Bond Funds or Individual Bonds?

Cheri Franklin |

As with most choices in investing, the question of how to allocate the fixed income portion of a portfolio does not have to be exclusively one or the other. However, there are distinct advantages (as well as misconceptions) to both approaches that should be considered.

Regarding misconceptions, we have lost count of the number of times someone has brought up the idea that by owning only individual bonds that they hold to maturity, the only way they can lose money is if the bonds default, which is not true for a bond mutual or exchange-traded fund that is subject to the vagaries of interest rate increases (i.e., Treasury bond price decreases) and potential downgrades of corporate and municipal bonds (yes, we know, Treasury bonds can be downgraded too, as they were in 2011 by Standard & Poors). As with bond funds, individual bonds (with a few exceptions) are marked to market on a daily basis. While an investor may say that he simply does not care about intermediate prices before his bonds mature, there simply is no compelling reason to adopt that attitude for bonds owned individually as opposed to bonds owned via a fund.

The primary advantages of a low-cost bond fund are diversification, liquidity, and low trading costs due to economies of scale. Diversification is essential for mitigating credit risk. Regarding liquidity, we often hear the objection that liquidity is irrelevant because the individual bonds will be held to maturity, but in the event of a bear market in equities, you certainly want to have the option of selling a portion of a bond fund to buy stocks. Trading costs of individual corporate and muni bonds can be prohibitive, and individual retail investors operate at a significant informational disadvantage. Often, there is no explicit commission but rather a “markup” that is invisible to the bond buyer. According to Morningstar, “Markups are usually from about 1% - 5% of the bond’s original value.” Naturally, lower trade amounts carry higher markup percentages. Needless to say, if you are in the unfortunate position of selling a bond before maturity, you will suffer a markdown of a similar amount.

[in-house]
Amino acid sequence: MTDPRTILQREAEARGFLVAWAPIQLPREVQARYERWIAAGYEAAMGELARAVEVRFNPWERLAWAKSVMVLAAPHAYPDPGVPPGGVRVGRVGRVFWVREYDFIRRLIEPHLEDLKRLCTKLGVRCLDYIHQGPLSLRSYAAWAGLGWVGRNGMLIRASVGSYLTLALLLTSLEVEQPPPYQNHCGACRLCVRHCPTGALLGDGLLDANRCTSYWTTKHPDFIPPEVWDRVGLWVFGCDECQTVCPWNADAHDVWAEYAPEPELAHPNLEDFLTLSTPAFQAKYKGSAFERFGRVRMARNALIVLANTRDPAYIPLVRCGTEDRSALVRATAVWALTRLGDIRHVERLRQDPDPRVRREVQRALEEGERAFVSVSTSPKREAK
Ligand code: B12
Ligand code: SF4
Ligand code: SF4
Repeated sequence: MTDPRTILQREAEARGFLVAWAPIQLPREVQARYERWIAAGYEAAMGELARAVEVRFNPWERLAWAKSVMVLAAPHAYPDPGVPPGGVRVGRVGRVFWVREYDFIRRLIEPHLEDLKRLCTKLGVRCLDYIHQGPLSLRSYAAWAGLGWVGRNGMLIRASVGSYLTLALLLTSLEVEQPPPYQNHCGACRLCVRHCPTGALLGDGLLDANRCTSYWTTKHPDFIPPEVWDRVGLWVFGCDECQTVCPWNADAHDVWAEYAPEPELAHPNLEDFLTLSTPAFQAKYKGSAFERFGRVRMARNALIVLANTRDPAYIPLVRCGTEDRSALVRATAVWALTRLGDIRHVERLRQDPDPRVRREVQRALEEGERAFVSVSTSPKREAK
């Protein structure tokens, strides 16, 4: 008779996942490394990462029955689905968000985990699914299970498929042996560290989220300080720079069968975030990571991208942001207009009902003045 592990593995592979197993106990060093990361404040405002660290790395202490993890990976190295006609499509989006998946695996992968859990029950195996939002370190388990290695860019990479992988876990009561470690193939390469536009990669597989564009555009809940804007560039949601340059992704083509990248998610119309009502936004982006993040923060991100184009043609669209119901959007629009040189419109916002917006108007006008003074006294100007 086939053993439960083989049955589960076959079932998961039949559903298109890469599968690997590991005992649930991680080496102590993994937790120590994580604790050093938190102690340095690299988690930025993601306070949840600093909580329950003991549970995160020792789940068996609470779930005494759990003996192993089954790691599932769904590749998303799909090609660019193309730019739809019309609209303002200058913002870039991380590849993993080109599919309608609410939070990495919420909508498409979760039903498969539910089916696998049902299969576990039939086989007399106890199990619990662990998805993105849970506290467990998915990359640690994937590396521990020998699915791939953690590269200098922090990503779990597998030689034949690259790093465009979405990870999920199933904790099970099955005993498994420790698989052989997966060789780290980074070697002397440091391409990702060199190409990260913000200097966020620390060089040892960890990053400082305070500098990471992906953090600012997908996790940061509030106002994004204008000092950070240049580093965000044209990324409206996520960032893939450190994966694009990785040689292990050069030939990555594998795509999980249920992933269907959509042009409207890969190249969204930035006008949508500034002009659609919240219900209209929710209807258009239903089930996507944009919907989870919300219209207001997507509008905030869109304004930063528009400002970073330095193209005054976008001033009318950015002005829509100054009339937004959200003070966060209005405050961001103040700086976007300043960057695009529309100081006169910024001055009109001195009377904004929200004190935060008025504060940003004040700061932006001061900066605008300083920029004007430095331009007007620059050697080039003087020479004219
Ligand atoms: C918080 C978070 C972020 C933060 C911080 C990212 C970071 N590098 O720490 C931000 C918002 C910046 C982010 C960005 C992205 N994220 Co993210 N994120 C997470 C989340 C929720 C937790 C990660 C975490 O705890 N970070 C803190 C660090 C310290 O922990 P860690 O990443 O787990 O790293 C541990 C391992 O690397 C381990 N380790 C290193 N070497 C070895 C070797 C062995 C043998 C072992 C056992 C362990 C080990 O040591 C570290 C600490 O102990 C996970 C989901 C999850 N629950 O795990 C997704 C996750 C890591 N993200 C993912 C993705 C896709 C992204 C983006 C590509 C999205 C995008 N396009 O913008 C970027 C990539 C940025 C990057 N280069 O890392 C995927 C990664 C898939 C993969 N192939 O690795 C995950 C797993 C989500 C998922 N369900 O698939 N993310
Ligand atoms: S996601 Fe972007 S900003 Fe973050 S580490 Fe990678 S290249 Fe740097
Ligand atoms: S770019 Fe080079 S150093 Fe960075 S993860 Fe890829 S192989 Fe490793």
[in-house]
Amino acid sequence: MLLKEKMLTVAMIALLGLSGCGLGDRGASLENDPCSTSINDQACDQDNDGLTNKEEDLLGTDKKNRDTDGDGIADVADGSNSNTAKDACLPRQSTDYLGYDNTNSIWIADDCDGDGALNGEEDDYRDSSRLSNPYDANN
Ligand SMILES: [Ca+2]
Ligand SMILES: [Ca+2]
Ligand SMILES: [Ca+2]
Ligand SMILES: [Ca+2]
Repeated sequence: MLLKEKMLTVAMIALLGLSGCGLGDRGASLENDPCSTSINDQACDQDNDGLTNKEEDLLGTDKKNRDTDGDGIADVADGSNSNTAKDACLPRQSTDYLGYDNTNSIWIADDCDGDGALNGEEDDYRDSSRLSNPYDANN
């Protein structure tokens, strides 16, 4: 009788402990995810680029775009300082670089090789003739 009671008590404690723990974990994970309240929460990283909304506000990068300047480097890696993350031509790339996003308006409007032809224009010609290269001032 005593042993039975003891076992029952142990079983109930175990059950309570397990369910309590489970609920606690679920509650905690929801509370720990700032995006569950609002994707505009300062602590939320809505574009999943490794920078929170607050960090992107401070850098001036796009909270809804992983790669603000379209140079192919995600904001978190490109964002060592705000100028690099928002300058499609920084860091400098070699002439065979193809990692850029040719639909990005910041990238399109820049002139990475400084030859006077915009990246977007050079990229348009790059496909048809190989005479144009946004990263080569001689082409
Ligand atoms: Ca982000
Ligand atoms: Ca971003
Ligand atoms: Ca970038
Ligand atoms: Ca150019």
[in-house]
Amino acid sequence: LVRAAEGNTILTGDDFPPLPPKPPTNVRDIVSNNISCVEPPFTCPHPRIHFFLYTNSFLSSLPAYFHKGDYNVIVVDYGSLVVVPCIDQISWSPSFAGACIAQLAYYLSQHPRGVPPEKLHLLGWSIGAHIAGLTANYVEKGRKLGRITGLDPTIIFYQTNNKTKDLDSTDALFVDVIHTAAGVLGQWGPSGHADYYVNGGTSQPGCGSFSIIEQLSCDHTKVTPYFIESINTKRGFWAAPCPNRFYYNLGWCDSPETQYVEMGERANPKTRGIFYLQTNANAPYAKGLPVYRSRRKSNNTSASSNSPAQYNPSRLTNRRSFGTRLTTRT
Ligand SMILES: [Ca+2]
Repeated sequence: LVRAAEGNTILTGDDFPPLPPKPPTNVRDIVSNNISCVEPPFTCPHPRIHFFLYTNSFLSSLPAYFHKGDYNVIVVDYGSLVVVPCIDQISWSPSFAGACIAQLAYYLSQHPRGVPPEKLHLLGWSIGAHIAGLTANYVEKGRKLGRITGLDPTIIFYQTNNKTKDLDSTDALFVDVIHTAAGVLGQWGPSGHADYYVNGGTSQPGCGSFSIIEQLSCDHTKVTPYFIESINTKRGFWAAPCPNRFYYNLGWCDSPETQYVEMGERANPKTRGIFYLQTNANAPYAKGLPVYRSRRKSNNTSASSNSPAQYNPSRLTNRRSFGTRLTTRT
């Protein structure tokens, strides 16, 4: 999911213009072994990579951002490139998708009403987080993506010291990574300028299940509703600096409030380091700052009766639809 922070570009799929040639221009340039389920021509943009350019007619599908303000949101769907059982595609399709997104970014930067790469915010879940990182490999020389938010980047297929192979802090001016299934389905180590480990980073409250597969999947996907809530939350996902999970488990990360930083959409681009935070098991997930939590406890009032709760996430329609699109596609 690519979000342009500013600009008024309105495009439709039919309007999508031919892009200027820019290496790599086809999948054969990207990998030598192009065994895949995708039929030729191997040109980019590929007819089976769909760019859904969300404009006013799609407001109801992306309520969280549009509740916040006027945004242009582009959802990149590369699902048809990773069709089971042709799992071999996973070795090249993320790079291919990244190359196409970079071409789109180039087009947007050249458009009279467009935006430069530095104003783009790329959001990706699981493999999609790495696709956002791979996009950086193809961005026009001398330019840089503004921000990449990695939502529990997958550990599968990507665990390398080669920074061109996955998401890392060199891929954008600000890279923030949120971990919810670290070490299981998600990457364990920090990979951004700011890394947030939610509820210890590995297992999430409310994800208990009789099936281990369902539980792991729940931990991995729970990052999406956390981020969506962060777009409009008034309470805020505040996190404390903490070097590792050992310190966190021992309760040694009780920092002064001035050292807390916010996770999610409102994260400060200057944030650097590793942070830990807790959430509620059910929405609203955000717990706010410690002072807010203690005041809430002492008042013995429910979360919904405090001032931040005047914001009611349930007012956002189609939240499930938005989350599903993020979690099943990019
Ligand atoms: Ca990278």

One of the advantages of individual bonds is the ability to tailor future cash flows to a specific need. For example, a bond ladder may be used to create a stream of income in retirement for a fixed term. Please note that if the cash flows (i.e., coupon payments and proceeds of maturing bonds) are only used to buy new bonds, then functionally speaking, the investor would simply have a personalized version of a passive bond fund. While he may save money by avoiding a fund expense ratio, it is likely that he would lose at least as much on trading costs and cash drag, not to mention the additional risk resulting from a low level of diversification. All of this is aside from the amount of time that would be needed to research and manage the bonds. Yes, these activities could be outsourced, and if he is paying an advisor a 1% annual fee, then he is looking not so different from a high-cost, actively-managed bond fund. another advantage of individual bonds is the ability to specifically target a particular credit and/or maturity level. For example, it may be difficult to find a low-cost fund that only holds AAA-rated muni bonds of maturity ten years or under. Finally, for investors subject to a high level of state income taxes, taxes can be reduced by focusing on muni bonds of that state. Note that for larger high-tax states like California and New York, there are still some good fund options from companies like Vanguard and Dimensional Fund  Advisors (DFA).

Finally, a third option for consideration is a Unit Investment Trust (UIT), which can be thought of as a bond fund that is frozen in that it will not accept new funds nor place trades. It will only pay out the proceeds of coupons and maturing bonds until the fund is depleted. It offers the advantages of diversification and the avoidance of trading and management costs. On a cautionary note, UITs can be laden with fees such as sales charges (both initial and deferred), a creation/development fee, and an annual operating charge. Another downside of a UIT is its lack of liquidity.

At Clarity Capital Advisors, we strive to help investors address complex questions by avoiding a one-size-fits-all approach. Let us help you with your questions about planning and investing. Call us at 800-345-4635 or e-mail us at